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Development of NMR technology for structure-based drug design

Principal Supervisor: Professor Geerten Vuister - Department of Molecular and Cell Biology

Co-supervisor: Prof. Mark Carr

PhD project title: Development of NMR technology for structure-based drug design

University of Registration: University of Leicester

Project outline:

Background: Fragment-based drug design (FBDD) has shown increasingly delivered important new drugs for challenging pharmaceutical targets. Fragments possess a number of attractive features, from having low molecular weights to be more polar and soluble than larger “drug-like” compounds; these characteristics are often thought to translate into compounds with favourable physical properties, pharmacokinetics/bioavailability, and ADME/toxicology properties. NMR has become a preferred method for identifying fragments that bind to a protein or nucleic acid target of interest. FBDD is based on screening of thousands of compounds against a selected biological target. Ligand-observed NMR experiments are governed by chemical exchange. In general, ligand binding to a macromolecule translates into shortened relaxation time of the complex relative to the free ligand. Once fragments bind have been identified, the objective is then to design potential “drug-like” compounds by either growing the fragment, linking fragments together, or merging fragments onto existing scaffolds for the target. Crucially, identifying the binding pockets and 3D information on the fragments has traditionally been done by X-ray Crystallography. Data from industry (ZoBio; a small pharmaceutical company with expertise in FBDD and partner in the project) indicate that in as much as 50% of the cases, the X-ray crystallography data are (partially) wrong or incomplete at best, likely resulting from non-native conditions, such as crystal packing and low temperature. NMR spectroscopy studies the systems under much more native system and the combined NMR and X-ray data together yield a much better route to FBDD.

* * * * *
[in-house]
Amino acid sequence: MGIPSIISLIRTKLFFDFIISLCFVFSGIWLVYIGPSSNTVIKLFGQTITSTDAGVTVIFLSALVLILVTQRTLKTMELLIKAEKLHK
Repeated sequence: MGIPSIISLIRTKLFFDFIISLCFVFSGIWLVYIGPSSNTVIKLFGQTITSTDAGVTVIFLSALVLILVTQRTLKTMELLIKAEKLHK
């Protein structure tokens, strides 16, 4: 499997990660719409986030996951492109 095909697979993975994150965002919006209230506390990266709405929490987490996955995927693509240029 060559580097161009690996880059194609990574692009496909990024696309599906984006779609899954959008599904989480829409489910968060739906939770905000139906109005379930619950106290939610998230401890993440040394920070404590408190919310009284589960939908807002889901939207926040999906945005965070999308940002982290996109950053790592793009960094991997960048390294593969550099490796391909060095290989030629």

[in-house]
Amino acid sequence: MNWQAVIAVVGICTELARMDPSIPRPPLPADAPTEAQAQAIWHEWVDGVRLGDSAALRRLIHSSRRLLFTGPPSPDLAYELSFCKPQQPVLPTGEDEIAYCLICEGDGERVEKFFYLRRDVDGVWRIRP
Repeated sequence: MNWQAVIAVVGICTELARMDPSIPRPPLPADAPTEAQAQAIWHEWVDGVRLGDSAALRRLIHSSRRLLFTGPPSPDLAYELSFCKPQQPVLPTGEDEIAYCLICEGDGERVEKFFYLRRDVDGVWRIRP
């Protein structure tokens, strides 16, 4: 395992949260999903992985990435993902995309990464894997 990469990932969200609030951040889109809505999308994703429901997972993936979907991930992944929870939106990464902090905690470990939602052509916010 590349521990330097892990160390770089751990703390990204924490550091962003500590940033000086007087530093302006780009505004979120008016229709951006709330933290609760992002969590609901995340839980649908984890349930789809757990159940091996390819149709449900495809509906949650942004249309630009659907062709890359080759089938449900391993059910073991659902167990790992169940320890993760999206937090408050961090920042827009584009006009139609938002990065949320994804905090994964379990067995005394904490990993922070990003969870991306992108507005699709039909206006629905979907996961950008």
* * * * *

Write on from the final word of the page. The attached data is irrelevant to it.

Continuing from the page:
Objective: to develop both experimental NMR and computational approaches for FBDD that increase both accuracy and reliability as well as the speed of throughput.

We will target the process of lead optimization for improving drug-like properties of the hit and work on integration of small-molecule (NMR-assisted) 3D structure and docking procedures.

Context: Prof. Vuister is a member of the Department of Molecular and Cell Biology of the UoL and is a core member of the recently founded Leicester Institute of Structural and Chemical Biology (LISCB) centre of excellence, which has structure-based drug design as one of its core themes. Very recently, Prof. Vuister was awarded a continuation of his BBSRC grant, which aims to capture the structural variability inherently present in proteins from readily available NMR data. In addition, MRC funded the continuation of his Collaborative Computational Project for NMR (CCPN) partnership grant. This project develops computational NMR technology. Both these two projects will greatly reinforce the studentship.

Within LICSB, one MRC and two BBSRC iCase PhD students and several other PhD students engage with related drug discovery focussed research projects, thus providing the ideal environment and support. Additionally, LICSB-PI Prof. Carr has established a very strong track record in knowledge-based drug discovery supported by strategic, long-term research partnerships with UCB-Celltech, the drug discovery charity Medical Research Council Technology (MRCT) and he is also the co-lead for a new, multi-centre, structure-based drug-discovery initiative to support CRUK, thus providing additional relevant context to the project. I would propose he acts as a co-PI on the project.

BBSRC Strategic Research Priority: Bioenergy and Industrial Biotechnology

  • Techniques that will be undertaken during the project:
  • Protein expression, purification and characterization
  • High-resolution multidimensional heteronuclear
  • NMR Spectroscopy
  • Ligand screening using various biophysical techniques
  • Scientific software development and data analysis

Contact: Professor Geerten W Vuister, University of Leicester